Even in its least expensive form as the Fiesta S sedan, Ford's small economy car includes air conditioning, 4-speaker AM/FM radio with auxiliary input, Sync AppLink that works with smartphones, dual USB inputs and keyless entry. You will, however, still have to crank your own windows. SE models add cruise control, power windows and the MyKey system that lets you set driving parameters, such as limiting top speed – a good idea for households with younger drivers. Top-line Titanium trims include rearview camera with reverse-sensing system, Sony premium audio, leather seating (heated in front), automatic climate control and the latest Sync system.
Popular options for the 2016 Fiesta include the Sync infotainment system, navigation, power moonroof, heated front seats, satellite radio where available, and automatic transmission. The potent Fiesta ST hatchback can be made racier with hood stripes and Recaro seats. Wheels ranging up to 17 inches are also available. The Fuel Economy Package on SE models adds the 1.0-liter 3-cylinder engine for better fuel efficiency.
The 2016 Fiesta is among the first Fords to get the latest and greatest version of the Sync infotainment system. It’s much better than the outgoing one. Where that previous system was marred by too-small alphanumerics and latent response, Sync 3 and its 6.5-inch touch screen are faster and easier to operate.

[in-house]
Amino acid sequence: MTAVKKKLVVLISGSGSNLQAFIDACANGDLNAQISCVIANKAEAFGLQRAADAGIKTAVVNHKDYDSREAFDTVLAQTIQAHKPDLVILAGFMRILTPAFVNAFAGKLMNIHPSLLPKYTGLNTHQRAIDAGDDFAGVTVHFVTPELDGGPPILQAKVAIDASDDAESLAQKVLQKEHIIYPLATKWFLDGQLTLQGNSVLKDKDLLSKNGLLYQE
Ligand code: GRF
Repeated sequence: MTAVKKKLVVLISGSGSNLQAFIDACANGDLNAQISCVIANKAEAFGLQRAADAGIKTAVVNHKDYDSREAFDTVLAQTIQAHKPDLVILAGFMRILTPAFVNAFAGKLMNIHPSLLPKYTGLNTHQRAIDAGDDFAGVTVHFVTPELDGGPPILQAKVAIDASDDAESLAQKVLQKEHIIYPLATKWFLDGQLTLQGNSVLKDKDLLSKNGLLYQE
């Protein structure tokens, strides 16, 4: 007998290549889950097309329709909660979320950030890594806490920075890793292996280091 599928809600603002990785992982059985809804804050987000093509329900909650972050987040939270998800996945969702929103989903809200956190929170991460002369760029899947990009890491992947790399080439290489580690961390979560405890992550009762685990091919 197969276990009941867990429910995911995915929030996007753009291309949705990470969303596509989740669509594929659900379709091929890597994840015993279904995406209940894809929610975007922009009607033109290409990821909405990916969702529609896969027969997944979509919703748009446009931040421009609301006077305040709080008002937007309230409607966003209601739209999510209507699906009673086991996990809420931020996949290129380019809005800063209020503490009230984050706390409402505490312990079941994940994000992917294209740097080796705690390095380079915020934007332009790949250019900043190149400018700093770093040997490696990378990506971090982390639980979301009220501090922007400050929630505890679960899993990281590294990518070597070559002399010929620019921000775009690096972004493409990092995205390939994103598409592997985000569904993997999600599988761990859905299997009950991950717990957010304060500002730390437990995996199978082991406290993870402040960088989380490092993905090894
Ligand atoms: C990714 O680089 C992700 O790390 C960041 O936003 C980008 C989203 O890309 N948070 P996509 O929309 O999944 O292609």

The Fiesta offers two different turbocharged engines: a 3-cylinder designed for maximum fuel economy, and a 4-cylinder designed for maximum fun. But as is usual with turbochargers, lead-footed real-world driving can run up fuel consumption.
Under the Hood
Three engines are available for the 2016 Ford Fiesta. The standard powerplant, and the one that will be the best choice for the majority of buyers, is a 1.6-liter 4-cylinder engine that makes 120 horsepower and offers a 5-speed manual or 6-speed automatic transmission. For the fuel-sipping crowd, there's a 1.0-liter 3-cylinder turbo with a 5-speed manual transmission. It puts out more horsepower and torque than the standard engine yet achieves considerably better fuel economy. If saving gasoline is the least of your concerns, a 1.6-liter turbocharged engine and 6-speed manual gearbox await you in the 197-horsepower Fiesta ST. All Fiestas are front-wheel drive (FWD).
120 horsepower @ 6,350 rpm
112 lb-ft of torque @ 5,000 rpm
EPA city/highway fuel economy: 28/36 mpg (manual), 27/37 mpg (automatic), 28/38 mpg (automatic with SFE fuel-saving package)
1.0-liter turbocharged inline-3
123 horsepower @ 6,000 rpm
125 lb-ft of torque @ 2,500 rpm
EPA city/highway fuel economy: 31/43 mpg
1.6-liter turbocharged inline-4
197 horsepower @ 6,000 rpm
202 lb-ft of torque @ 4,200 rpm
EPA city/highway fuel economy: 26/35 mpg
The Fiesta is Ford's smallest and least expensive car, a subcompact that competes with rivals like the Honda Fit, Toyota Yaris, Kia Rio and Chevrolet Sonic. Despite its entry-level status and sub-$16,000 starting price, the Fiesta brings efficiency, good looks and robust technology to the table. In addition to the sedan, a 5-door hatchback version increases the Fiesta's cargo flexibility, while the hopped-up Fiesta ST packs a surprising punch thanks to a turbocharged engine boasting nearly 200 horsepower. If fuel economy is of higher concern, the 2016 Fiesta can achieve up to 43 mpg with an optional turbocharged 3-cylinder engine. The Fiesta is due for a refresh soon, but even five years into its current generation, this small sedan and hatchback offer much to like.